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[_] React Native vs Native

Tom Spencer fiznool at
Thu May 9 22:18:14 BST 2019

As a React Native developer I agree with everything that Dan has said. It’s
important to remember that React Native is an abstraction - just like any,
you’ll eventually hit the limits of the abstraction, meaning that a RN app
will likely never be as slick a fully native app. If polish is important
from day 1, you should probably take the hit up front and build out fully

If, however, you’d prefer to get something out quickly (e.g. an MVP) in
order to validate your thinking, then RN will likely get you there faster,
particularly if you already have JavaScript and/or React expertise in the
team. You will still need to deal with the individual platforms at some
stage - especially when it comes to beta testing and app submission - but
this can be kept to a minimum, at least to start with. Then, once you have
validated your assumptions and you feel like you are hitting the limits of
RN, you could consider a rewrite.

If you have time, I would suggest building a simple app in both RN and
native iOS/Android, and seeing which you prefer. As Dan mentions, you’ll
likely need to at least understand native iOS/Android code when building a
RN app anyway, so even if you decide to go with RN the knowledge gained in
native will be very useful. You’ll also get valuable experience with Xcode
and Android Studio, and get a feel for how the respective projects are

Finally, as a shameless plug, I provide training for newcomers to the RN
ecosystem, should you need anything of that sort. In addition, I can highly
recommend Dan if you decide to go native! ��

On Thu, 9 May 2019 at 14:00, Daniel Leivers <dan at> wrote:

> Hi Rob,
> I’m totally biased (as a native iOS and Android developer) and this topic
> comes up a lot at a Meetup I help run (SWmobile <
>>) from people on both sides.
> The breakdown often comes out something like:
> Native:
> - "Feels like it should”
> - Separate code for iOS and for Android, so takes potentially longer to
> build
> - Updating between major OS version changes is generally trivial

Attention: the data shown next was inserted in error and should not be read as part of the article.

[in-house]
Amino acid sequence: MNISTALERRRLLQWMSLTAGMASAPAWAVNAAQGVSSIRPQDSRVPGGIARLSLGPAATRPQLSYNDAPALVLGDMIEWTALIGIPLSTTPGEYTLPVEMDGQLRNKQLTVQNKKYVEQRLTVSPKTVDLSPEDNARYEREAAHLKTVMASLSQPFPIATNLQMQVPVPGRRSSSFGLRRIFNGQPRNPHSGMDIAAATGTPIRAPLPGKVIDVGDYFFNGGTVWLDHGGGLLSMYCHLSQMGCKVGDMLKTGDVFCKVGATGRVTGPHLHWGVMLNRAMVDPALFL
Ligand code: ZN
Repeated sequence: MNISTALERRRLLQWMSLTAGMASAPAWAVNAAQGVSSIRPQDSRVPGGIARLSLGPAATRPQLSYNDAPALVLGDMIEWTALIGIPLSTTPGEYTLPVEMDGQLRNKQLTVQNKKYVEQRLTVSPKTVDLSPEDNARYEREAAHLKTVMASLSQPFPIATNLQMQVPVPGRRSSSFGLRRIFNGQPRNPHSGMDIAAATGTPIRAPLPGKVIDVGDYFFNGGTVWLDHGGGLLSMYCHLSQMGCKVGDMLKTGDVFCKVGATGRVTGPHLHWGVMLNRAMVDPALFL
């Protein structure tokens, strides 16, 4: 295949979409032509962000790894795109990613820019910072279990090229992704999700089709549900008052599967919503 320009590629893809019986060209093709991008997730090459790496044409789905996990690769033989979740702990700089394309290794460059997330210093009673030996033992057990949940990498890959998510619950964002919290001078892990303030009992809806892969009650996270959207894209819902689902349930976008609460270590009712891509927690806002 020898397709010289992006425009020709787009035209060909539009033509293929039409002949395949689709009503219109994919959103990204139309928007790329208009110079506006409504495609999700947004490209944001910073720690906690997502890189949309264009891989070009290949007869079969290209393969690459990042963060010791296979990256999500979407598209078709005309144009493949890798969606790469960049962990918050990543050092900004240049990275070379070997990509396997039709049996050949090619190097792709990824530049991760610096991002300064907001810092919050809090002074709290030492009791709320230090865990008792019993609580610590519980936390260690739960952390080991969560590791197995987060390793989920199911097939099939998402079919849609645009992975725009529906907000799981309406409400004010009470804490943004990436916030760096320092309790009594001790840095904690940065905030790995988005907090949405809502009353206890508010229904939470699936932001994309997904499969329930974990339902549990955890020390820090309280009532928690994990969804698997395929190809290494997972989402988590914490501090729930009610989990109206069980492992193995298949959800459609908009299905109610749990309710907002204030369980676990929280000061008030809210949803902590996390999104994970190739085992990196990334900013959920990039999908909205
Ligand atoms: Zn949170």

> - Popular open source libraries are generally of a high standard
> React Native:
> - Build most/some of the app once (depending what you’re doing) so is
> potentially quicker to build
> - There’s still often a need to dive in to native code on both platforms
> depending what you’re doing (so you can’t completely eliminate knowledge of
> both platforms and their native languages)
> - Open source libraries are a bit of a mixed bag in terms of quality
> - Can be non-trivial to update between versions of RN
> You’ll find lots of arguments on the web for and against either approach:
> Not chasing RN or native
> AirBnb dropping RN
> Microsoft adopting RN
> FreeAgent going native
> Udemy dropping RN
> Words With Friends adopting RN
> Unfortunately it’s not particularly clear cut, and I’m trying my best not
> to just tell you to just do native (but I am a native dev and think you
> should just choose native ��).
> Dan
> > On 9 May 2019, at 13:01, Rob Jonson <rob at> wrote:
> >
> > Hi Folks,
> >
> > some old friends of mine are looking to build a utility app for a
> financial
> > service.
> > Apple & Android. It has to be slick. Think Revolut in terms of utility /
> > production values.
> >
> > Their likely options are either
> >
> > - Agile iOS native build with Android dev following rapidly behind as
> > sections get completed/locked down
> > - React Native
> >
> > Can anyone share any experience on the React Native side? How well does
> it
> > deliver on the promise of 'build once for both platforms'? How much
> > additional build pain is there?
> >
> > thanks,
> >
> > Rob
> >
> >
> >
> > --
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